U.S. African Chamber of Commerce President Martin Mohammed Says Somali Problem is Bigger Than You Think

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Martin Mohammed, President of the U.S. African Chamber of Commerce, comments on the UNPOS Media Summary on Somalia Brussels Meeting

The United Nations Political Office for Somalia, otherwise known as UNPOS, recently released what it termed as a Media Summary on Somalia Brussels Meeting. In it, UNPOS announced that on April 22-23, 2009, a who-is-who of world leaders will converge on Brussels and ostensibly, the primary objective of this gathering will be to raise funds for Somalia and for the African Union (AMISOM) forces currently stationed in the country.

The coupling of the much-anticipated international fundraising effort for Somalia with the running operational cost for the 4000-plus African Union troops in Somalia seem a bit out of place. The real shocker of the UNPOS statement comes to the fore, however, when one reads the last two paragraphs of the one-page media release. UNPOS states that the priority of Somalia is a mere 31 million dollars for 16 thousand police and security personnel for Mogadishu compared to the whopping 134 million financial requirements of the 4300 Ugandan and Burundi troops in Somalia.

Ambassador Ould-Abdallah, the United Nations Special Representative for Somalia and the top diplomat of UNPOS, brokered the peace that led to the establishment of the current government of national unity in Somalia. One would have hoped, since the ambassador accumulated extensive experience of what ails Somalia, that he would take the next logical step and implore the international community to provide the billion dollars that Somalia desperately requires in order to sustain the current peace and build functioning national institutions. Instead, the UNPOS office opted to lump up Somalia's pressing life and death needs with the financial requirements of the African Union troops. Moreover, in the UNPOS calculation, each of the 4300 Ugandan and Burundi soldiers could earn $2,600.00 per month while the projected funding for each Somali soldier is $1,900.00 per year.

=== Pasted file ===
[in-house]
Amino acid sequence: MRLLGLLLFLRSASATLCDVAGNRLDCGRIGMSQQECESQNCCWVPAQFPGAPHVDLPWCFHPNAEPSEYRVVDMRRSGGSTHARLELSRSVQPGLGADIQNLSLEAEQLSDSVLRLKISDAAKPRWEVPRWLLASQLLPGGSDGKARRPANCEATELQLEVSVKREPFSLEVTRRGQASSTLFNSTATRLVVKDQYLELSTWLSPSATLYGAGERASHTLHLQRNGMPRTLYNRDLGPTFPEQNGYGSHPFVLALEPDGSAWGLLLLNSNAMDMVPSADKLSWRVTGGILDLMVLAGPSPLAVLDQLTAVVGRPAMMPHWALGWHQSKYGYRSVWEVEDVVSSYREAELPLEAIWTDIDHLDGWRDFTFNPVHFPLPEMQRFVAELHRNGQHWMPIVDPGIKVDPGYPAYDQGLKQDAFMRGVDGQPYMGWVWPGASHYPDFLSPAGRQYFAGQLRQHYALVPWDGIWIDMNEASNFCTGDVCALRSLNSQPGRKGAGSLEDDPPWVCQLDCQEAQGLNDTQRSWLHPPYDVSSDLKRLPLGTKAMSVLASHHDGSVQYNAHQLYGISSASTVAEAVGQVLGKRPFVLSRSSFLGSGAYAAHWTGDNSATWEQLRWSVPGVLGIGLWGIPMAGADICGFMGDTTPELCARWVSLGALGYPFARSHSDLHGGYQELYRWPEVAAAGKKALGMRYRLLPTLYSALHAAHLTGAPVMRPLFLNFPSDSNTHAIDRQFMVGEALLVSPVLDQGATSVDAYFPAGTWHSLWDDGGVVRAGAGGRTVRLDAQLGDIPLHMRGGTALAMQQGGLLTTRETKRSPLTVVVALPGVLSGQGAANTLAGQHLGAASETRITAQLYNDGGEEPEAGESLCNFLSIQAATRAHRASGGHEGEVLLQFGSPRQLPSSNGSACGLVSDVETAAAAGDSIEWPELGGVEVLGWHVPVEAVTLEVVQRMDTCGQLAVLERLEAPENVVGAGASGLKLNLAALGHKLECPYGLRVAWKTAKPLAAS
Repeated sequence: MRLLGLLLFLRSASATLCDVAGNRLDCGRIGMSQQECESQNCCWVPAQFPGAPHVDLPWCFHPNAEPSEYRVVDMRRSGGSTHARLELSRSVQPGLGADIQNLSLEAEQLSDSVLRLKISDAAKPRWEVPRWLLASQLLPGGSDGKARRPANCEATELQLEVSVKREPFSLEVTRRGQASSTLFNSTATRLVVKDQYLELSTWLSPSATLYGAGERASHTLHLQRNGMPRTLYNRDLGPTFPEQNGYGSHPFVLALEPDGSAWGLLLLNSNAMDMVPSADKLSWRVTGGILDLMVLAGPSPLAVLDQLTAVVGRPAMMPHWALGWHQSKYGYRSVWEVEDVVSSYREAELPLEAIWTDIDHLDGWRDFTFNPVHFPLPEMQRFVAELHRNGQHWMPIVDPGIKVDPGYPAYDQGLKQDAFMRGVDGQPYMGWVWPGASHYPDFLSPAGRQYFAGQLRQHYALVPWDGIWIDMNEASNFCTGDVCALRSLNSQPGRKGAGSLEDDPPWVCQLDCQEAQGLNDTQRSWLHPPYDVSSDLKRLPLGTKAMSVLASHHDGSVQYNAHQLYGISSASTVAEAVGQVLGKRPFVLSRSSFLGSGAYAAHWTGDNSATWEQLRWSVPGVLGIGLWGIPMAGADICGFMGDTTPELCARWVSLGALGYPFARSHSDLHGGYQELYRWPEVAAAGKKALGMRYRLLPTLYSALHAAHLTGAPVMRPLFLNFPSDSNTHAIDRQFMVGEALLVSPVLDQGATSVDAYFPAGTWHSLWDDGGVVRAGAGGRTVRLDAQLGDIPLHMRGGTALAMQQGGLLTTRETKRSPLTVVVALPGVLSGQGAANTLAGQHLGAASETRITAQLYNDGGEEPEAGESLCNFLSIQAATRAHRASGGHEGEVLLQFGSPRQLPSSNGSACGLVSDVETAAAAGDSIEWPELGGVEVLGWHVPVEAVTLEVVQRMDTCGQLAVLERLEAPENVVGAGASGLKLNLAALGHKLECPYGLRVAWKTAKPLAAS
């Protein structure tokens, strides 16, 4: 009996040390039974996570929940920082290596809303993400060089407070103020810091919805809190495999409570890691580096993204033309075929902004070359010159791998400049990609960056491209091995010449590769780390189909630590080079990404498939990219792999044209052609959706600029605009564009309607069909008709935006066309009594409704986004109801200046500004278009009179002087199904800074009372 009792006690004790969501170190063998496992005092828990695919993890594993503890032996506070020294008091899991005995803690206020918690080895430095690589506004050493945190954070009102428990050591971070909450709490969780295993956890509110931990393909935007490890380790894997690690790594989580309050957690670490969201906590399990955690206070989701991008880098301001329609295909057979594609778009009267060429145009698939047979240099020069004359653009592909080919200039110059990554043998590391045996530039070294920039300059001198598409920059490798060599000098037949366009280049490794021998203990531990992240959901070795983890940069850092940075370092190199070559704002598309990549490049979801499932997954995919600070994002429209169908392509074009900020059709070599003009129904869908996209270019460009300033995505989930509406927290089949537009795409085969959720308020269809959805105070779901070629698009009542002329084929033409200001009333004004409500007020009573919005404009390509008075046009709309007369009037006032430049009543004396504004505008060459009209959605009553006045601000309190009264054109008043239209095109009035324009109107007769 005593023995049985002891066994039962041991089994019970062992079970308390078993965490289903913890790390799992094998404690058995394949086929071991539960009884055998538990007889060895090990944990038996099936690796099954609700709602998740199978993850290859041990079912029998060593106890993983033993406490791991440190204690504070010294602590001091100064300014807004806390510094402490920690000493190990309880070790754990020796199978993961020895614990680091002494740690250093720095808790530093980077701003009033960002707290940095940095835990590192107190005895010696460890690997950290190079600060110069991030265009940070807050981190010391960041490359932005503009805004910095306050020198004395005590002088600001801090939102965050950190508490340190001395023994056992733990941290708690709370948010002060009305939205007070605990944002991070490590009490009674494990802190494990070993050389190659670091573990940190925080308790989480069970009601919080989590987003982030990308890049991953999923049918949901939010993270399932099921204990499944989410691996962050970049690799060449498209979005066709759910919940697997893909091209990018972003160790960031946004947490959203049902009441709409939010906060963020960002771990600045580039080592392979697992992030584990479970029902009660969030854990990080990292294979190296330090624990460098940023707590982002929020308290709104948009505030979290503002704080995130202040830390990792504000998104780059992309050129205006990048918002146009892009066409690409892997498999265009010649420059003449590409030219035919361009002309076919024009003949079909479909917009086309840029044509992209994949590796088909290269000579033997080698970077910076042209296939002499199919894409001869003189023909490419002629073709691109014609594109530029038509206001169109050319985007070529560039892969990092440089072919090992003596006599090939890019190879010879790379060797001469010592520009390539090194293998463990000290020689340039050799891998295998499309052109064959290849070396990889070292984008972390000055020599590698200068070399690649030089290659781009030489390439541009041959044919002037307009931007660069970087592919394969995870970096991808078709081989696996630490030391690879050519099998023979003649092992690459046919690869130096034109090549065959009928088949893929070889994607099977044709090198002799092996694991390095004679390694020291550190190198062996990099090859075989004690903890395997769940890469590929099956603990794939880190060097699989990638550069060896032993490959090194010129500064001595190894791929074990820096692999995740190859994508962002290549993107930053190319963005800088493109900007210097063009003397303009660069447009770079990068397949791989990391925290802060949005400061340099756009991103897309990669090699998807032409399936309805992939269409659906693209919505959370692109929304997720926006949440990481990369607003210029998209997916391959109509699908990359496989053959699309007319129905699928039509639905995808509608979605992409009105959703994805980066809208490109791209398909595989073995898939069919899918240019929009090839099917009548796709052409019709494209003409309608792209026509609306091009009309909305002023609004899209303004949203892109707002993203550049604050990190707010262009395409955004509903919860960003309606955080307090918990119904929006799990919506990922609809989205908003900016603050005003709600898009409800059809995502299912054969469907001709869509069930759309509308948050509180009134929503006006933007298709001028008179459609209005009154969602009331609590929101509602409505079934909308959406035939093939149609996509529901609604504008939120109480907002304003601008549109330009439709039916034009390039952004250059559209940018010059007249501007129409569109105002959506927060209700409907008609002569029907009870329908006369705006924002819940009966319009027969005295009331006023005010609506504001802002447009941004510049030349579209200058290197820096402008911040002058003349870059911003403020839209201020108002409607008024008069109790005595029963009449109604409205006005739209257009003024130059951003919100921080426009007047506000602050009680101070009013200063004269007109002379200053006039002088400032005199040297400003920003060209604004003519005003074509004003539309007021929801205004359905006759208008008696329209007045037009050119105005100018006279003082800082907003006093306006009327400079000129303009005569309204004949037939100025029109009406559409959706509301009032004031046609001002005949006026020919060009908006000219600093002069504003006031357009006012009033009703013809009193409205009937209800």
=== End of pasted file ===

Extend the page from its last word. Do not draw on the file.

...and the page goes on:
Martin Mohammed, President of the U.S. African Chamber of Commerce, said, "One would assume that an international gathering of such stature and magnitude would seriously focus on the need to resuscitate the Somali state, for Somalia is shattered for decades by civil war and political turmoil. Since everything is indeed a priority of priorities for the fledgling Somali government, even a detached observer could easily appreciate that a token 31 million dollars would not make a dent in ushering a genuine peace and lasting political solution in Somalia."

The globally felt negative consequences of the twin scourges of radicalization and piracy prove to the international community that the multifaceted Somalia challenge could no longer be contained within the Somalia borders. In order to therefore end the catastrophic humanitarian crises unfolding in Somalia since 1991, and at the same time, prevent the existing lawlessness in Somalia to threaten international peace and security, the participants of the Brussels Somalia Donor Conference must go beyond the meager UNPOS Somalia projections.

Among the core and immediate needs of the three-months old Somali government include, institution building, security, justice sector reconstitution, coastal protection and antipiracy programs, rehabilitation of physical infrastructure, emergency humanitarian relief, demobilization of two hundred thousand ex-combatants and rapid reconciliation programs.

Somalia priorities are much broader than UNPOS projections

The USACC is the leading advocacy organization for U.S. African relations and emerging African markets. The USACC is the umbrella organization for African chambers of commerce and professional trade and business associations throughout the United States and abroad.

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Martin Mohammed
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